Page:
Patient satisfaction and experience of primary care in Saudi Arabia: a systematic review

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Oxford University Press
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© The Author(s) 2018. Published by Oxford University Press in association with the International Society for Quality in Health Care. All rights reserved. For permissions, please e-mail: journals.permissions@oup.com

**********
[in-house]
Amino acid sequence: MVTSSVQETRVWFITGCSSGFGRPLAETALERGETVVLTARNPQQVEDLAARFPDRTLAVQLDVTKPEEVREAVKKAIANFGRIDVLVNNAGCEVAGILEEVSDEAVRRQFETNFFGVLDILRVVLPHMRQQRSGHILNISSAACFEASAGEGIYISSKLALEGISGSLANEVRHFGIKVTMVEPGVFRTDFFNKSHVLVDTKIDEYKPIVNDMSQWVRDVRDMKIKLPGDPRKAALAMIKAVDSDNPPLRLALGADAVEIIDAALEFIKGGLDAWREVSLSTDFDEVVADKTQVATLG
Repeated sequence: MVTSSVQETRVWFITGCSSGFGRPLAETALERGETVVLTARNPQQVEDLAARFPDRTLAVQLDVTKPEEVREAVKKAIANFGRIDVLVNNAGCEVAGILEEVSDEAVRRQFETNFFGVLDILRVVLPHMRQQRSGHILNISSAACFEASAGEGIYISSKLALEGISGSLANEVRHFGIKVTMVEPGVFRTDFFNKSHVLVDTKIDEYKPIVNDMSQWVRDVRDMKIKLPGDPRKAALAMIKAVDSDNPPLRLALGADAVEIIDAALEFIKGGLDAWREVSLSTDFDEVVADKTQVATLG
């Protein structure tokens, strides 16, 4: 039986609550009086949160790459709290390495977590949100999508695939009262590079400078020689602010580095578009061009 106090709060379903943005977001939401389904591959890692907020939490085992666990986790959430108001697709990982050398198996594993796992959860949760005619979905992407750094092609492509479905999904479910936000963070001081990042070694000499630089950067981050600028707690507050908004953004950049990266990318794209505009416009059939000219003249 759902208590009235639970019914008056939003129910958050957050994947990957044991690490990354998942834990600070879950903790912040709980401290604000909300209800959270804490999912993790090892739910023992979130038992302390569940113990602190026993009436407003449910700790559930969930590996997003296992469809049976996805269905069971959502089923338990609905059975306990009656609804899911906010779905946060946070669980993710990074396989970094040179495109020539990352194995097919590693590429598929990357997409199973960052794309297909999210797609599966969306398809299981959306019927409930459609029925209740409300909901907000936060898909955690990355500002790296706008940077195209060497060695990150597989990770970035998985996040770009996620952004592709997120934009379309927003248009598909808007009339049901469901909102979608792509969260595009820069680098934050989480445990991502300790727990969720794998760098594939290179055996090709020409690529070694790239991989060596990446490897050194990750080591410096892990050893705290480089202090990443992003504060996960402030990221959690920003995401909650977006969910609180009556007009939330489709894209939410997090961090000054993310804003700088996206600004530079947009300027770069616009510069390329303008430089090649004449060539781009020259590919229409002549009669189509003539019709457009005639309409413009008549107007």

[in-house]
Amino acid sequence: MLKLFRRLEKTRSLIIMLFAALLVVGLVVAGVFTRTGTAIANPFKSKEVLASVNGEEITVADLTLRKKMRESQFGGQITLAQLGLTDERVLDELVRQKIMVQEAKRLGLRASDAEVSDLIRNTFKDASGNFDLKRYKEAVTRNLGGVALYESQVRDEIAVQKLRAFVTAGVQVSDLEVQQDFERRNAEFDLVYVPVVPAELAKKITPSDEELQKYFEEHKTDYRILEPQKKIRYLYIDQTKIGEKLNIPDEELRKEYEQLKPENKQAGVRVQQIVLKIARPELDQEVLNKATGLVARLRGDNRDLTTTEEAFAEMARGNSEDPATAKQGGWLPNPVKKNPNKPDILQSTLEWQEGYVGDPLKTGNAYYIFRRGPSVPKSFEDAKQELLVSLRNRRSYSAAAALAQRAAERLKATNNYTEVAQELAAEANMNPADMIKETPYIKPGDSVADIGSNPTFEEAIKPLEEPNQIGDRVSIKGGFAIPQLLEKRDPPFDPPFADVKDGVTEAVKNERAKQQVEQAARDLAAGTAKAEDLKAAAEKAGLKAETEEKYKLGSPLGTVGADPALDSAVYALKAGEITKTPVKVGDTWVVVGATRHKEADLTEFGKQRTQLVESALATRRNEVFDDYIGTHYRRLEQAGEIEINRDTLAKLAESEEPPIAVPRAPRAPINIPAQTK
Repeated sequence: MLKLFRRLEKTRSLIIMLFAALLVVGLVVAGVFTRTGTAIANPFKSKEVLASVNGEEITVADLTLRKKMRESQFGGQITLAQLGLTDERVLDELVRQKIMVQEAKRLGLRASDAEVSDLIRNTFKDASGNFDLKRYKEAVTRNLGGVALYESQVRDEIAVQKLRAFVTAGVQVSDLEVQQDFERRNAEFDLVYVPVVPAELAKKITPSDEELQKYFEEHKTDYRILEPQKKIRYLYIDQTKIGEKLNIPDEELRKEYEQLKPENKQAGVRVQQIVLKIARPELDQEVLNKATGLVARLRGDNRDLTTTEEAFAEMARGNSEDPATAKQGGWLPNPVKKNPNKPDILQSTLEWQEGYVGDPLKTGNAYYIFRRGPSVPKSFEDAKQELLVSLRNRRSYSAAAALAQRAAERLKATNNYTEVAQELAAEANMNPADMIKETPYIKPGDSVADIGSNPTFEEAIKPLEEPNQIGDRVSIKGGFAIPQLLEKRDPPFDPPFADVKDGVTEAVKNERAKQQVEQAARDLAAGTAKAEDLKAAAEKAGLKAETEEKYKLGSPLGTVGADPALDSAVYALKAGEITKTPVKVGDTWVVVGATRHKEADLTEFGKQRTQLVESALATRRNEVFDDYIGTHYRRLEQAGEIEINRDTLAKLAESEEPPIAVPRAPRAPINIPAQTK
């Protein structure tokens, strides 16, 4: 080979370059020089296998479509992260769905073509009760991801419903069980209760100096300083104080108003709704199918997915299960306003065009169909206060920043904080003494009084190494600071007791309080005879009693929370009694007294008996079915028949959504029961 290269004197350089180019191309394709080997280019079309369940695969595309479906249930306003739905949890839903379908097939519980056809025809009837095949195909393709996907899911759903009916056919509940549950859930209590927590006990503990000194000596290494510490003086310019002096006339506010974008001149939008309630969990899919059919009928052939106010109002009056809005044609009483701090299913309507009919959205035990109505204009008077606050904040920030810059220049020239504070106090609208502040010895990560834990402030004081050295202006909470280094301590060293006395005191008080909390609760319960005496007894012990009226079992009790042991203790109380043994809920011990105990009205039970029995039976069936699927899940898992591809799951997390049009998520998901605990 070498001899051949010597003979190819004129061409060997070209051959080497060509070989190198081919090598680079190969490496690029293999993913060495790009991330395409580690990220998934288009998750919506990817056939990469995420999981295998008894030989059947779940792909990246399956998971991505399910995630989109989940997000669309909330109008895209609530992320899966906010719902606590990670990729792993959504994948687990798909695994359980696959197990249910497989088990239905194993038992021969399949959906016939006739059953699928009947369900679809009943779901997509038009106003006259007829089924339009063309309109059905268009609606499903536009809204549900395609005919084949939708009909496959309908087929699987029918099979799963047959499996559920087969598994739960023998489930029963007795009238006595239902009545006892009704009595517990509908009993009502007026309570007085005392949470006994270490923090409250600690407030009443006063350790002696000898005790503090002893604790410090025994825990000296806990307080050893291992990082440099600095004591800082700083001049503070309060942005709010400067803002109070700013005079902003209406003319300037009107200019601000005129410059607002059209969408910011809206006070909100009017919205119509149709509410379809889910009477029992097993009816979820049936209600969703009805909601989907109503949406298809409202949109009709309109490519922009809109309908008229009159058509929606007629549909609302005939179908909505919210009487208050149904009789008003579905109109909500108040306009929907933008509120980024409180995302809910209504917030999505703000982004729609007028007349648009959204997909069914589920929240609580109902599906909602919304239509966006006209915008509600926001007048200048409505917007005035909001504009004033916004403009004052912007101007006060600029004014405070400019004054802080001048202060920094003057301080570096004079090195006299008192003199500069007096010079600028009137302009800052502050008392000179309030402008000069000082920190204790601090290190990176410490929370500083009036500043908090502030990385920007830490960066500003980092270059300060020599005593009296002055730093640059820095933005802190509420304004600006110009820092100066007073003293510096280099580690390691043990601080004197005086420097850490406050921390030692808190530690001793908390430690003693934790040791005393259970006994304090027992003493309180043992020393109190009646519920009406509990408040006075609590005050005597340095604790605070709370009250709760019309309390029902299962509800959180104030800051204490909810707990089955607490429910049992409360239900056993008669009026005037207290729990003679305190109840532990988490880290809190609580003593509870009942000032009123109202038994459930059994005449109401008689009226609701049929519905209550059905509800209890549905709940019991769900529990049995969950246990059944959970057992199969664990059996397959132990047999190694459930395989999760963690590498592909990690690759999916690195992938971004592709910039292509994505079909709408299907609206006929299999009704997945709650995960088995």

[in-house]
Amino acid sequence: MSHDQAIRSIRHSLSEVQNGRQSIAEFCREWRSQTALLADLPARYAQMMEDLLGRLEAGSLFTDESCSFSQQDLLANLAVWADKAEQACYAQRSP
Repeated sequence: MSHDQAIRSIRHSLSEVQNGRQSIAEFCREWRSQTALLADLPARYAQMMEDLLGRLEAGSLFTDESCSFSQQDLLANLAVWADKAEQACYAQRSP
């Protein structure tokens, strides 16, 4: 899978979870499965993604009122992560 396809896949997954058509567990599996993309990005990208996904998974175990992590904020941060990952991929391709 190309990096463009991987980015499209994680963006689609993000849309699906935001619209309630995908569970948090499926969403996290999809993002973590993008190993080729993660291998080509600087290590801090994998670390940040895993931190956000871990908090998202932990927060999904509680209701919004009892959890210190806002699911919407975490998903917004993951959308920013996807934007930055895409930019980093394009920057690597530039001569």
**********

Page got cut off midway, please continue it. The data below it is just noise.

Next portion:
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1353-4505
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1464-3677
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10.1093/intqhc/mzy104
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Abstract